A school responder model is not one single program or intervention. This framework entails leveraging existing resources and making policy and practice adjustments that were needed to respond appropriately and effectively to students with behavioral health needs exhibiting disruptive behavior(s). To support students with behavioral health programs, a successful school responder model requires the school and community to be highly aligned in an effective behavioral health response.
Rather than being about the implementation of a program, school responder models are about establishing new pathways to supports in the community for students with behavioral health conditions to receive the services they need. The culture shift that underlies the successful implementation of any school responder model is a change in the understanding and action of adults working with students who have traditionally been excluded from schools and sent to justice systems, and creating school-community alignment. In school-community alignment, students and their families are included as part of the community, and, together, an ecosystem supporting students with behavioral health conditions is created.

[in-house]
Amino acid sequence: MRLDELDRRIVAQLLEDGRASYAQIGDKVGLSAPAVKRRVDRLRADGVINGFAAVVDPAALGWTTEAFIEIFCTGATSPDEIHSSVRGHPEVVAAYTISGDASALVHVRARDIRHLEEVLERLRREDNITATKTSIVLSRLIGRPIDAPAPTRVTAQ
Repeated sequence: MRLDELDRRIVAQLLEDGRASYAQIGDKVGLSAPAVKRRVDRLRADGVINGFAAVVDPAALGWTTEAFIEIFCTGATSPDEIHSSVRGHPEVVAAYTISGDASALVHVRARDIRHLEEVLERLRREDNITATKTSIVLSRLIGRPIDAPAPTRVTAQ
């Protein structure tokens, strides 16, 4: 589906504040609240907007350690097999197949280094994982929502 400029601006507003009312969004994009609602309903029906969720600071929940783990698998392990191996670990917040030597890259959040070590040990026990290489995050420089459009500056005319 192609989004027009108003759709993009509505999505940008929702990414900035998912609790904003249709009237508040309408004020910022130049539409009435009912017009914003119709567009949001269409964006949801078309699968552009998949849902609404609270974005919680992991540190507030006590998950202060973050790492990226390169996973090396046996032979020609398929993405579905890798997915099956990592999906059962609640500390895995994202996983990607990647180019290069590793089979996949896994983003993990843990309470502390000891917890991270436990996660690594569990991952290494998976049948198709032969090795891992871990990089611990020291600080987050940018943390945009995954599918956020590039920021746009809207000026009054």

Among the ways to shift the culture in a school are through the creation of formal structures and policies. Training and ongoing booster sessions for professional development related to the school responder model also help to shift school culture over time. Ultimately, increased education and awareness, as well as changes in policies and practices are essential to changing culture and fostering school-community alignment. This paradigm shift also works to reduce inequity often experienced by youth with disabilities and youth of color. In addition, hiring staff who are in alignment with these practices is key, as is hiring staff who represent the community of students being served by the school.